Persistent Storage with Persistent Volumes in Kubernetes

As you might remember from the previous tutorials, Kubernetes supports a wide variety of volume plugins both for stateless and stateful apps. Non-persistent volumes such as emptyDir  or configMap  are firmly linked to the pod’s lifecycle: they are detached and deleted after the pod is terminated.

However, with stateful applications like databases, we want to have volumes that persist data beyond the pod’s lifecycle. Kubernetes solves this problem by introducing the PersistentVolume  and PersistentVolumeClaim  resources that enable native and external persistent storage in your Kubernetes clusters.

In this tutorial, we’ll explain how these two API resources can be used together to link various storage architectures (both native and CSP-based) to applications running in your cluster. To consolidate the theory, we are also going to walk you through a tutorial about using hostPath  as a PersistentVolume  in your stateful deployment. Let’s start!

Why Do We Need Persistent Volumes?

The rationale for using a PersistentVolume  resource in Kubernetes is quite simple. On the one hand, we have different storage infrastructures such as Amazon EBS (Elastic Block Storage), GCE Persistent Disk, or GlusterFS, each having its specific storage type (e.g., block storage, NFS, object storage, data center storage), architecture, and API. If we were to attach these diverse storage types manually, we would have to develop custom plugins to interact with the external drive’s API, such as mounting the disk, requesting capacity, managing the disk’s life cycle, etc. We would also need to configure a cloud storage environment, all of which would result in unnecessary overhead.

Fortunately, the Kubernetes platform simplifies storage management for you. Its PersistentVolume  subsystem is designed to solve the above-described problem by providing APIs that abstract details of the underlying storage infrastructure (e.g., AWS EBS, Azure Disk etc.), allowing users and administrators to focus on storage capacity and storage types their applications will consume rather than the subtle details of each storage provider’s API.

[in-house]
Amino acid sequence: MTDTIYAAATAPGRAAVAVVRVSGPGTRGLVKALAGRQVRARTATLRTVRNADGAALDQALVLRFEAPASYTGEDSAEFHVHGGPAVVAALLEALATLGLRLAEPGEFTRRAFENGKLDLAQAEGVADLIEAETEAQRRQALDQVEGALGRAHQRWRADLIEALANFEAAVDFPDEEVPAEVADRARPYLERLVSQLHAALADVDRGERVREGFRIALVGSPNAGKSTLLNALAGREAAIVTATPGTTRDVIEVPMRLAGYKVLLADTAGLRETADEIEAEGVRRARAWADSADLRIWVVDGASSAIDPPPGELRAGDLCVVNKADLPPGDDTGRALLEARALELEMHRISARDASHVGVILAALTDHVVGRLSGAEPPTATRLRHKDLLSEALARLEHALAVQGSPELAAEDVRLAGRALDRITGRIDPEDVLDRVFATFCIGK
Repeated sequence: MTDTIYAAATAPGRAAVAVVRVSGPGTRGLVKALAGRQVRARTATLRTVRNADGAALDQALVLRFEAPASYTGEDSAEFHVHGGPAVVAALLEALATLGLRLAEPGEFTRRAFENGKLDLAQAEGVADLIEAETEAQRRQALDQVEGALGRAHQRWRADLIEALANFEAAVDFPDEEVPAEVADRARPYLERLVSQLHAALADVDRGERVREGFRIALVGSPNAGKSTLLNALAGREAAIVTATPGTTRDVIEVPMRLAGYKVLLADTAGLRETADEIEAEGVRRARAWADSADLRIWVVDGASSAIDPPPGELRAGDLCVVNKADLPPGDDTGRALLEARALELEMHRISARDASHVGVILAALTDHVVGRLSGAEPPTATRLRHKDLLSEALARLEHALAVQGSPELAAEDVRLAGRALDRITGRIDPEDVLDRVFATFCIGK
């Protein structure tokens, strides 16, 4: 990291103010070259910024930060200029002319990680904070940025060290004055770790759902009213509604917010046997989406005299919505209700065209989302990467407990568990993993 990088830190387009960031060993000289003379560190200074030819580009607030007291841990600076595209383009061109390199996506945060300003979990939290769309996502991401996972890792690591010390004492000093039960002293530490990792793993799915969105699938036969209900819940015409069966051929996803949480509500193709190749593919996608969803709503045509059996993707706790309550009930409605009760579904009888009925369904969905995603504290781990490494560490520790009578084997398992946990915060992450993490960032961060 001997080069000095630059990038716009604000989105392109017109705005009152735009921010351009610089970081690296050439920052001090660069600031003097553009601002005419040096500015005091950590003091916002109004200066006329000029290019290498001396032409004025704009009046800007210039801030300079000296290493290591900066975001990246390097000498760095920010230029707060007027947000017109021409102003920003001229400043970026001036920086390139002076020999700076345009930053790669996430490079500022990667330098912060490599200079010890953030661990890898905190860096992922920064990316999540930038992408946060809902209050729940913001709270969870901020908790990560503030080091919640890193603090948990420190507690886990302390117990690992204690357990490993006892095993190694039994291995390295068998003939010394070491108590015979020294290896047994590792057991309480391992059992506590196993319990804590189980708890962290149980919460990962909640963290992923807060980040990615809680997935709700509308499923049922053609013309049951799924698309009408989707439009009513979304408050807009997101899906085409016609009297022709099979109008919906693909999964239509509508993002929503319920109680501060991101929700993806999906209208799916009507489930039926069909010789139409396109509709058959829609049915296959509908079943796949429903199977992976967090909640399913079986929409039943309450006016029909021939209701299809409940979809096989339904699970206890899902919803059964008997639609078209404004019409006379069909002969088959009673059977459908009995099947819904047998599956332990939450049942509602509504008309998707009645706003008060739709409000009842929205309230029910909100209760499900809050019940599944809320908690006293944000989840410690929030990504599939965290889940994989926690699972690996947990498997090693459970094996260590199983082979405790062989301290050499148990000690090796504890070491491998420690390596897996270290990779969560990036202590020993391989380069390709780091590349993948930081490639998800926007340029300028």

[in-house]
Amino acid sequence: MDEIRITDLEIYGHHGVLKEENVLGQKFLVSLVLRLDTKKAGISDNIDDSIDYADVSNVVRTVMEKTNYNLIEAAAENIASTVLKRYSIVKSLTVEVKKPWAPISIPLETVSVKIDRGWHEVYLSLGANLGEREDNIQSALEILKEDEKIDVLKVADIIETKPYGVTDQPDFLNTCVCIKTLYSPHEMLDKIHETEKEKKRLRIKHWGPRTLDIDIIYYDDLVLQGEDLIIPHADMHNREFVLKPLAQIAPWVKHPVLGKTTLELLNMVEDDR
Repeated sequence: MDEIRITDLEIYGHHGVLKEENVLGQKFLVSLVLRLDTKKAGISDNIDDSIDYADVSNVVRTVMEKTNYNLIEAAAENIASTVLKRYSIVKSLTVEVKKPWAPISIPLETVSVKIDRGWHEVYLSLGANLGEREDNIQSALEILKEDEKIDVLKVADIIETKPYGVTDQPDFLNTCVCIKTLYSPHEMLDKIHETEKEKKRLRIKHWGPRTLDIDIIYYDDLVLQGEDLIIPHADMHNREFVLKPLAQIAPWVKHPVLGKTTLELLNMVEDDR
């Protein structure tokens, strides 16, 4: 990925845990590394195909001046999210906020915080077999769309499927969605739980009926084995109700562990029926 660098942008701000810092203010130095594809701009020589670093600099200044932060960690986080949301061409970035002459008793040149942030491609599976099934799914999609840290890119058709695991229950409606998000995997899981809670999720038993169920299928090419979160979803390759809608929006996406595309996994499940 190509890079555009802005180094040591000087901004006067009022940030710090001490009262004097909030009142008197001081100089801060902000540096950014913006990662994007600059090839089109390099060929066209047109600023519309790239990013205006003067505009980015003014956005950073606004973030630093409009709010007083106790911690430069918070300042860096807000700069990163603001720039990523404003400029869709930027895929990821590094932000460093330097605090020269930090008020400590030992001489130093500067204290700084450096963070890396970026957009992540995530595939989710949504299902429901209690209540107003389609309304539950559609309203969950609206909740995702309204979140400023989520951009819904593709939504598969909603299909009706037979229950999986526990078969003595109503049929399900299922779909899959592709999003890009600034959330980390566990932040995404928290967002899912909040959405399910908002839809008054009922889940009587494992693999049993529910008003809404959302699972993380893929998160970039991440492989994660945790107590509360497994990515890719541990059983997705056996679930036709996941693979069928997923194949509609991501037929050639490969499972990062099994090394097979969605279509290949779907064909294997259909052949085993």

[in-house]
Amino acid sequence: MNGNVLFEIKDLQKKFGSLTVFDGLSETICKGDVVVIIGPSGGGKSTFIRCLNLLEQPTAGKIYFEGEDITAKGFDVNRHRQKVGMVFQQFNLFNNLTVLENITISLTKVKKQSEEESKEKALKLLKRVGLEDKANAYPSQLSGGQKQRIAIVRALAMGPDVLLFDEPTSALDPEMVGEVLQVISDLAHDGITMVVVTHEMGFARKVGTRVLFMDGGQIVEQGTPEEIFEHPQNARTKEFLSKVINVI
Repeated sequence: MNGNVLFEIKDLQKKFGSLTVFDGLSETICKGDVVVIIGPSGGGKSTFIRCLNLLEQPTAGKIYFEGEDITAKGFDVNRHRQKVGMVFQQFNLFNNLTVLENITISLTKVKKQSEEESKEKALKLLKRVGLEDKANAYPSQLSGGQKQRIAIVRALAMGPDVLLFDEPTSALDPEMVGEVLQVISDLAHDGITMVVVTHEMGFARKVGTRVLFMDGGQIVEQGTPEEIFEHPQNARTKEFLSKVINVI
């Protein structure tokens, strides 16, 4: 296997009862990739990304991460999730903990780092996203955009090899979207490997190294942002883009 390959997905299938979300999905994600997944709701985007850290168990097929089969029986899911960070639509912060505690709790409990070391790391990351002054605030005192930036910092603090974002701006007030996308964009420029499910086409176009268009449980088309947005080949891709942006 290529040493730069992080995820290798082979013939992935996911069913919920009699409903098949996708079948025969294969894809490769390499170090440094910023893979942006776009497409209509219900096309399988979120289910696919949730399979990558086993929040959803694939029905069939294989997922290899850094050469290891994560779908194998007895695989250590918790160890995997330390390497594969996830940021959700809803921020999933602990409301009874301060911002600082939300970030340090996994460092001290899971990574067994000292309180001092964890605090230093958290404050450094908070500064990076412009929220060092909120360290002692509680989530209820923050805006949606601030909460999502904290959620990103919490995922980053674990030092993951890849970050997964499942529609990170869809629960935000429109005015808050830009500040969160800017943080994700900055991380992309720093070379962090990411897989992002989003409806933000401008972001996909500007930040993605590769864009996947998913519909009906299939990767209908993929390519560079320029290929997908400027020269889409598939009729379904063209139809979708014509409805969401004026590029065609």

This sounds similar to the pod’s resource model, doesn’t it? As we remember from the previous tutorial, containers in a pod request resources in raw amounts of CPU and RAM so users do not bother about server flavors and memory types used by CSPs under the hood. PVs do the same for your storage, providing the right amount of resources for your pods regardless of what storage provider you opt to use.

Linking a persistent volume to your application involves several steps: provisioning a PV, requesting storage, and using the PV in your pod or deployment. Let’s discuss these steps.

Provisioning a PersistentVolume (PV)

Kubernetes users need to define a PersistentVolume  resource object that specifies the storage type and storage capacity, volume access modes, mount options, and other relevant storage details (see the discussion below). Once the PV is created, we have a working API abstraction that tells Kubernetes how to interact with the underlying storage provider using its Kubernetes volume plugin (see our article about Kubernetes Volumes to learn more).

Kubernetes supports static and dynamic provisioning of PVs. In the static provisioning, PVs are created by the cluster administrator and are allowed to use actual storage available in the cluster. This means that in order to use static provisioning, one needs to have a storage (e.g., Amazon EBS) capacity provisioned beforehand (see the tutorial below).

On the other hand, a dynamic provisioning of volumes can be triggered when a volume type claimed by the user does not match any PVs available in the cluster. For dynamic provisioning to happen, the cluster administrator needs to enable the DefaultStorageClass  admission plugin that defines default storage classes for applications. (Note: this is a big topic in its own right, so it will be discussed in the next tutorials.)

Requesting Storage

To make PVs available to pods in the Kubernetes cluster, you should explicitly claim them using a PersistentVolumeClaim  (PVC) resource. A PVC is bound to the PV that matches storage type, capacity, and other requirements specified in the claim. Binding the PVC to the PV is secured by the control loop that watches for new PVCs and finds a matching PV. The claim will be automatically unbound if a matching volume does not exist. For example, if the PVC is requesting 200 Gi and the cluster only has 100 Gi PVs available, the claim won’t be bound to any PV until a PV with 200 Gi is added to the cluster. In the example below, the PVC will be bound to the Persistent Volume #1 and not the Persistent Volume #2 because the PVC’s resource request and the volume mode match the first volume only.

Kubernetes Persistent Storage

Using PVs and PVCs in Pods

Pods can use PVs by specifying a PVC that matches its resource and volume options definitions. This works as follows. When the PVC is specified, the cluster finds the claim in the pod’s namespace, uses it to get the PV backing the claim, and mounts the corresponding volume into the container/s in the pod.